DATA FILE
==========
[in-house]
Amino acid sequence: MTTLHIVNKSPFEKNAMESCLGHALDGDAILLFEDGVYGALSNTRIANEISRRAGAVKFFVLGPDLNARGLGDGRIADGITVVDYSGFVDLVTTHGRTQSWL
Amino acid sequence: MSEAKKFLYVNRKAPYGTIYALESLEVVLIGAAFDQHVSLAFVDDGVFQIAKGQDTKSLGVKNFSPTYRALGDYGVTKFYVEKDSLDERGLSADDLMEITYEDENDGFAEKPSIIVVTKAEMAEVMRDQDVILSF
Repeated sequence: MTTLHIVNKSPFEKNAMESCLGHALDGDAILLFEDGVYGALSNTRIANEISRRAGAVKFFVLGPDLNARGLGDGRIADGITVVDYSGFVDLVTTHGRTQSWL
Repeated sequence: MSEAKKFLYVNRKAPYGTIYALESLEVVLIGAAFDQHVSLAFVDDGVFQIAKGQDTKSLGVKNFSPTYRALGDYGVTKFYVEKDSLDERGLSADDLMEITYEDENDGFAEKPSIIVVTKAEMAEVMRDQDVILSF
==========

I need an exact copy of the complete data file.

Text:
[in-house]
Amino acid sequence: MTTLHIVNKSPFEKNAMESCLGHALDGDAILLFEDGVYGALSNTRIANEISRRAGAVKFFVLGPDLNARGLGDGRIADGITVVDYSGFVDLVTTHGRTQSWL
Amino acid sequence: MSEAKKFLYVNRKAPYGTIYALESLEVVLIGAAFDQHVSLAFVDDGVFQIAKGQDTKSLGVKNFSPTYRALGDYGVTKFYVEKDSLDERGLSADDLMEITYEDENDGFAEKPSIIVVTKAEMAEVMRDQDVILSF
Repeated sequence: MTTLHIVNKSPFEKNAMESCLGHALDGDAILLFEDGVYGALSNTRIANEISRRAGAVKFFVLGPDLNARGLGDGRIADGITVVDYSGFVDLVTTHGRTQSWL
Repeated sequence: MSEAKKFLYVNRKAPYGTIYALESLEVVLIGAAFDQHVSLAFVDDGVFQIAKGQDTKSLGVKNFSPTYRALGDYGVTKFYVEKDSLDERGLSADDLMEITYEDENDGFAEKPSIIVVTKAEMAEVMRDQDVILSF